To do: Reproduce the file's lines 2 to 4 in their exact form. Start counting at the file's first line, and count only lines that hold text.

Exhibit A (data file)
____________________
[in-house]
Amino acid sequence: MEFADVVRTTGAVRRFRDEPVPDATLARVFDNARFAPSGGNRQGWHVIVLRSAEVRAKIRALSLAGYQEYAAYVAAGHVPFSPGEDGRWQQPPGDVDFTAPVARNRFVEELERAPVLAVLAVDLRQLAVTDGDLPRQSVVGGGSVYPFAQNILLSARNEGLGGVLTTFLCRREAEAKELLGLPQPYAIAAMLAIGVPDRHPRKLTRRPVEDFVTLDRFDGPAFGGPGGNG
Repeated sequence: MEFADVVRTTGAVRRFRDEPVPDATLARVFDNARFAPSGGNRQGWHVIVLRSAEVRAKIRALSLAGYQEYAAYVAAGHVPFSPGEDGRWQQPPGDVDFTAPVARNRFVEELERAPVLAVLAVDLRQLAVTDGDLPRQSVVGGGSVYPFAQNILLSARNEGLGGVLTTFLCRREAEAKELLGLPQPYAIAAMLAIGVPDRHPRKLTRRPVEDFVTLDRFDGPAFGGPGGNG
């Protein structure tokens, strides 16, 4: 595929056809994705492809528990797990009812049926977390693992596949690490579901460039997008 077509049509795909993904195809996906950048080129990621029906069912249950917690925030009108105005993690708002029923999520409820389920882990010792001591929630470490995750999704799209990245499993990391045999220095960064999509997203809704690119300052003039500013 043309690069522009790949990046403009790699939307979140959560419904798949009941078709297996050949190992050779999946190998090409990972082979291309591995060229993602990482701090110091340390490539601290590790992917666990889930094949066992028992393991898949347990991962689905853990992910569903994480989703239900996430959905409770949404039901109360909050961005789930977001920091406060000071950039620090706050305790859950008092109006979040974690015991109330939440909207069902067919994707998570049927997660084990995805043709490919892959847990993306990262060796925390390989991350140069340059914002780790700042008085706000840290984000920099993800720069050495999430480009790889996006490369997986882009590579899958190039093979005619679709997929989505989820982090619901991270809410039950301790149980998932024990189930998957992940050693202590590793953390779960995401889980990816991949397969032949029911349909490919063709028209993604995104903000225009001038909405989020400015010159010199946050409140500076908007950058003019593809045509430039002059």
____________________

Amino acid sequence: MEFADVVRTTGAVRRFRDEPVPDATLARVFDNARFAPSGGNRQGWHVIVLRSAEVRAKIRALSLAGYQEYAAYVAAGHVPFSPGEDGRWQQPPGDVDFTAPVARNRFVEELERAPVLAVLAVDLRQLAVTDGDLPRQSVVGGGSVYPFAQNILLSARNEGLGGVLTTFLCRREAEAKELLGLPQPYAIAAMLAIGVPDRHPRKLTRRPVEDFVTLDRFDGPAFGGPGGNG
Repeated sequence: MEFADVVRTTGAVRRFRDEPVPDATLARVFDNARFAPSGGNRQGWHVIVLRSAEVRAKIRALSLAGYQEYAAYVAAGHVPFSPGEDGRWQQPPGDVDFTAPVARNRFVEELERAPVLAVLAVDLRQLAVTDGDLPRQSVVGGGSVYPFAQNILLSARNEGLGGVLTTFLCRREAEAKELLGLPQPYAIAAMLAIGVPDRHPRKLTRRPVEDFVTLDRFDGPAFGGPGGNG
């Protein structure tokens, strides 16, 4: 595929056809994705492809528990797990009812049926977390693992596949690490579901460039997008 077509049509795909993904195809996906950048080129990621029906069912249950917690925030009108105005993690708002029923999520409820389920882990010792001591929630470490995750999704799209990245499993990391045999220095960064999509997203809704690119300052003039500013 043309690069522009790949990046403009790699939307979140959560419904798949009941078709297996050949190992050779999946190998090409990972082979291309591995060229993602990482701090110091340390490539601290590790992917666990889930094949066992028992393991898949347990991962689905853990992910569903994480989703239900996430959905409770949404039901109360909050961005789930977001920091406060000071950039620090706050305790859950008092109006979040974690015991109330939440909207069902067919994707998570049927997660084990995805043709490919892959847990993306990262060796925390390989991350140069340059914002780790700042008085706000840290984000920099993800720069050495999430480009790889996006490369997986882009590579899958190039093979005619679709997929989505989820982090619901991270809410039950301790149980998932024990189930998957992940050693202590590793953390779960995401889980990816991949397969032949029911349909490919063709028209993604995104903000225009001038909405989020400015010159010199946050409140500076908007950058003019593809045509430039002059």